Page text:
Strategies for Enhancing the Adoption of School-Based Prevention Programs: Lessons Learned From the Life Skills Training Replication Project

Abby Fagan, University of Queensland
Sharon Mihalic, University of Colorado at Boulder

Widespread implementation of effective programs is unlikely to affect the incidence of violent crime unless there is careful attention given to the quality of implementation, including identification of the problems associated with the process of implementation and strategies for overcoming these obstacles. This paper describes the results of a process evaluation focused on discovering common implementation obstacles faced by schools implementing the Life Skills Training (LST) drug prevention program. The evaluation was conducted by the Center for the Study and Prevention of Violence (CSPV), in conjunction with the designer of the LST program, Dr. Gilbert Botvin, and his dissemination agency, National Health Promotion Associates, and was funded by the Office of Juvenile Justice and Delinquency Prevention.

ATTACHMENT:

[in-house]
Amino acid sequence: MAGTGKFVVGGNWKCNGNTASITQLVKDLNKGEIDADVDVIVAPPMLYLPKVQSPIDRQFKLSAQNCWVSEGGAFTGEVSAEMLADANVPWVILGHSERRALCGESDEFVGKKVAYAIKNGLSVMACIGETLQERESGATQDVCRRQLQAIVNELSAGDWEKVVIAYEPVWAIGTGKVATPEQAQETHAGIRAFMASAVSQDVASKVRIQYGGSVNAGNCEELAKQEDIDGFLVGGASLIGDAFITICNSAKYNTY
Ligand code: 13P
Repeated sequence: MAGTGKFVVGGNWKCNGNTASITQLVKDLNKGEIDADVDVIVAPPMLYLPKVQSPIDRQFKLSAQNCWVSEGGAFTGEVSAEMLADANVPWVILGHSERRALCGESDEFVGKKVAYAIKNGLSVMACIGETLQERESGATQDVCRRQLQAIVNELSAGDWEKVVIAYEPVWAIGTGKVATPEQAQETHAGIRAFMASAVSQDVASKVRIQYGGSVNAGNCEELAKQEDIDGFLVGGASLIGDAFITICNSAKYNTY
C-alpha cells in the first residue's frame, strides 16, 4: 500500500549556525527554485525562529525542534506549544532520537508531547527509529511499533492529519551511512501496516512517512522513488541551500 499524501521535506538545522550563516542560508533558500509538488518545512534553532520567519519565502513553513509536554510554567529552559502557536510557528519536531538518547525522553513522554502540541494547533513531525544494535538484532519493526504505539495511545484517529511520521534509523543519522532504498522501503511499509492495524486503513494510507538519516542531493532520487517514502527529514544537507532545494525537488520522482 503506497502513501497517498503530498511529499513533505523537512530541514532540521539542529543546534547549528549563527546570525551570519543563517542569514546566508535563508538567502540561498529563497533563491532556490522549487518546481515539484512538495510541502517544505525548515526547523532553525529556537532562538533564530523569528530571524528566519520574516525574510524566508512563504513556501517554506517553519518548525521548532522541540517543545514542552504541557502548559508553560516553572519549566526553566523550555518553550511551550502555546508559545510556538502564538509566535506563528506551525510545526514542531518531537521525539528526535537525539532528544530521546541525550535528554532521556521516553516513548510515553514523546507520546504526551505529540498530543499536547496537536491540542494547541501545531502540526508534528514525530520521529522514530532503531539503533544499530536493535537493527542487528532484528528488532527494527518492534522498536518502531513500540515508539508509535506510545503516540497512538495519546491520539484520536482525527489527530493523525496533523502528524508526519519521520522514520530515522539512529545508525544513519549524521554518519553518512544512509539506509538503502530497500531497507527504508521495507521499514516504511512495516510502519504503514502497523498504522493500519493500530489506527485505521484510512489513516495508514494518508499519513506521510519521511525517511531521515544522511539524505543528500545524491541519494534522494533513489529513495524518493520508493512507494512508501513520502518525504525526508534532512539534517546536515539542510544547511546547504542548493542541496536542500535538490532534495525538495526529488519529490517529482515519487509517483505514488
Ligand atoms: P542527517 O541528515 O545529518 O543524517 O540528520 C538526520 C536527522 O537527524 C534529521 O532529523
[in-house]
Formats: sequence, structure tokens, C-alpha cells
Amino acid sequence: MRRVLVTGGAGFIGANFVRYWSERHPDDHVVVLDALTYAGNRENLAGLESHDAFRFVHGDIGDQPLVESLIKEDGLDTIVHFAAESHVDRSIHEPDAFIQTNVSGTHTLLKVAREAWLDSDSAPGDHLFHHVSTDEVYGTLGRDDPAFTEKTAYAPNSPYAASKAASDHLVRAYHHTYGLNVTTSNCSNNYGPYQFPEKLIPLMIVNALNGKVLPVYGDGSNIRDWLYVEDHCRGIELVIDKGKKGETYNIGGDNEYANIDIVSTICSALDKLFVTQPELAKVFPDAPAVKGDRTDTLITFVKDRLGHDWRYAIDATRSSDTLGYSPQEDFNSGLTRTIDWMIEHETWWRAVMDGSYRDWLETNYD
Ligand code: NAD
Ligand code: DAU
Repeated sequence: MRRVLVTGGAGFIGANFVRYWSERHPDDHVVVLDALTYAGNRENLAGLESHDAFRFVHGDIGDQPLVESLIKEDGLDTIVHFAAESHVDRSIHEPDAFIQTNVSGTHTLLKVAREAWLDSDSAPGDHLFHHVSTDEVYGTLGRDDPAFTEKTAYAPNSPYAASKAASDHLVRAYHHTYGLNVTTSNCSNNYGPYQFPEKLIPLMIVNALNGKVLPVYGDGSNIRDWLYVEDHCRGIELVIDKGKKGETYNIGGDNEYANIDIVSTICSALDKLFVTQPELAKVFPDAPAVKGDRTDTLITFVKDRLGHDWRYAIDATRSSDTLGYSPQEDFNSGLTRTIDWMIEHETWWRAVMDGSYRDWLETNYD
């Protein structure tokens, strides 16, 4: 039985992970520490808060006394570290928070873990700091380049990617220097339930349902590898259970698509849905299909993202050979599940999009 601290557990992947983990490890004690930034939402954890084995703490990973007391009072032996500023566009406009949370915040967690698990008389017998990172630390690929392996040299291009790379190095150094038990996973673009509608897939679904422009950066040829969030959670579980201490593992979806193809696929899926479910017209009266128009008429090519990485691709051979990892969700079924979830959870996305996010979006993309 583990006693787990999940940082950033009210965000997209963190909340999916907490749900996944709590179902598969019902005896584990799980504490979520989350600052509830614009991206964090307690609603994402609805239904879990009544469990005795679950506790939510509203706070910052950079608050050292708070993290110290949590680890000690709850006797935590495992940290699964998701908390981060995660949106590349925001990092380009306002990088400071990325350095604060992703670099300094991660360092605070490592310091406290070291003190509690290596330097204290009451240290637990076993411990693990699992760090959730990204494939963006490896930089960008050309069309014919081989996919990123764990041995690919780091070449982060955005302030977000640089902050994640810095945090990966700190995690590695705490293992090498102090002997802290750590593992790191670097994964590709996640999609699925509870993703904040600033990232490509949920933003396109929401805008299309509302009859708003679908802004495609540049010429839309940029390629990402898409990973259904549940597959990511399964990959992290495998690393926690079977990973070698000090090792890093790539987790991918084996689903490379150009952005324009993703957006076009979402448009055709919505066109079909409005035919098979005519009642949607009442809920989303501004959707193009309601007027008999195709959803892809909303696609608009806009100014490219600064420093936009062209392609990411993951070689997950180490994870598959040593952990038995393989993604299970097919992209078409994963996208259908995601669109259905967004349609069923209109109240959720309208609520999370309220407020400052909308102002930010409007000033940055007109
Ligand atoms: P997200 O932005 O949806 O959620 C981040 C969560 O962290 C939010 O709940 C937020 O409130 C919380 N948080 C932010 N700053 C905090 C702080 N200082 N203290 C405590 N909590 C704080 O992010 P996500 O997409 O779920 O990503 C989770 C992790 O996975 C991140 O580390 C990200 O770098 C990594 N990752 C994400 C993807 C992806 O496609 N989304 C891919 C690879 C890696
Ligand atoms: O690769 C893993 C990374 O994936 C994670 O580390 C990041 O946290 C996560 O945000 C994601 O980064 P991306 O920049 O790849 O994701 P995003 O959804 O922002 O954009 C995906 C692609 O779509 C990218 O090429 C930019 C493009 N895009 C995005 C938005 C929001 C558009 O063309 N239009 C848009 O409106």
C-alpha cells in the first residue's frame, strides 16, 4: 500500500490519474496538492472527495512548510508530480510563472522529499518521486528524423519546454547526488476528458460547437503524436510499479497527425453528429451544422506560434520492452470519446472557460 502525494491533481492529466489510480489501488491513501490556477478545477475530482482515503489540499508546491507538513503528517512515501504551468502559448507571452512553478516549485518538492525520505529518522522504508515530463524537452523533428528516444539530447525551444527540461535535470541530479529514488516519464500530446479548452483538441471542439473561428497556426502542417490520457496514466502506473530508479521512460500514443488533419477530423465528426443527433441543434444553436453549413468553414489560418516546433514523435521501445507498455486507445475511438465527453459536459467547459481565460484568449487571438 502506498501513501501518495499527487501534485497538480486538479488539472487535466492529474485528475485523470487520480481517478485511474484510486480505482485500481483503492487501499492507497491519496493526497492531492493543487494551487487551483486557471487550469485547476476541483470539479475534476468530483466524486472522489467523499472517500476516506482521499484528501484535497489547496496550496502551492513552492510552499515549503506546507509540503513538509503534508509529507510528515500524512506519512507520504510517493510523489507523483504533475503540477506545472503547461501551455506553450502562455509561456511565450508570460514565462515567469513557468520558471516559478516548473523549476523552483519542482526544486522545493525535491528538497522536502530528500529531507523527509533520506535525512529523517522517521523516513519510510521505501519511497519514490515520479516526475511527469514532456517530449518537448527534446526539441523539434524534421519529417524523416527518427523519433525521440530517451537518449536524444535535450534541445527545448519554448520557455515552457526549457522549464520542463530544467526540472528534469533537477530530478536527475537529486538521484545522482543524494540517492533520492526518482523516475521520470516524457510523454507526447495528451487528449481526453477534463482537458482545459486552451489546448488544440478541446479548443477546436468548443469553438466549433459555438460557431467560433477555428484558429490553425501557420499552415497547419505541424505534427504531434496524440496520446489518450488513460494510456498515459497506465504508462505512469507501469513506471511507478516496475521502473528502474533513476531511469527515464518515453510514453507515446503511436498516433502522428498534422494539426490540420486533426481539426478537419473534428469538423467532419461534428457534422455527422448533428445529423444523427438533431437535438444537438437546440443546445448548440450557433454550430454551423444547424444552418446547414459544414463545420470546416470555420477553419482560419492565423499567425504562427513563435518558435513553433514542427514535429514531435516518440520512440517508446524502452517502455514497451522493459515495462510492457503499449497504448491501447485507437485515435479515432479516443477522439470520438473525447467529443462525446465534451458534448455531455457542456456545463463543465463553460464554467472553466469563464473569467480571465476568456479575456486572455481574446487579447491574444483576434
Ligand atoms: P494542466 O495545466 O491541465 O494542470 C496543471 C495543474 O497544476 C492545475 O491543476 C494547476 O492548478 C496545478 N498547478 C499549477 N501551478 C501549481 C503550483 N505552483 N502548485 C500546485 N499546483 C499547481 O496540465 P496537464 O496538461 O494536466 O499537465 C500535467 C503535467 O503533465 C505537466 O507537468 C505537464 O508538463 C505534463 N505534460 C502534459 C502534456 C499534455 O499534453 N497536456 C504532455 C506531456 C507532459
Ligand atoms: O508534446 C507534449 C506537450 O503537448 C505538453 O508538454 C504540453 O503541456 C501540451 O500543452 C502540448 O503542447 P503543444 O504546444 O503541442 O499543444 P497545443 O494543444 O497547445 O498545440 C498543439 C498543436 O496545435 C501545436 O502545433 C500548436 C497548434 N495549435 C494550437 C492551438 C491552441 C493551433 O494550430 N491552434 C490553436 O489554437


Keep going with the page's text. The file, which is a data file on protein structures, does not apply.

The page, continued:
While the seventy sites involved in the project faced many obstacles when implementing this science-based program in the "real" classroom setting, they were nonetheless very successful in delivering the program in its entirety and with a high level of fidelity to the program model. We argue that much of the schools' success may be due to the high level of independent monitoring provided by CSPV, as well as our ongoing efforts to work with schools to identify and overcome problems associated with implementation.

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Updated 05/20/2006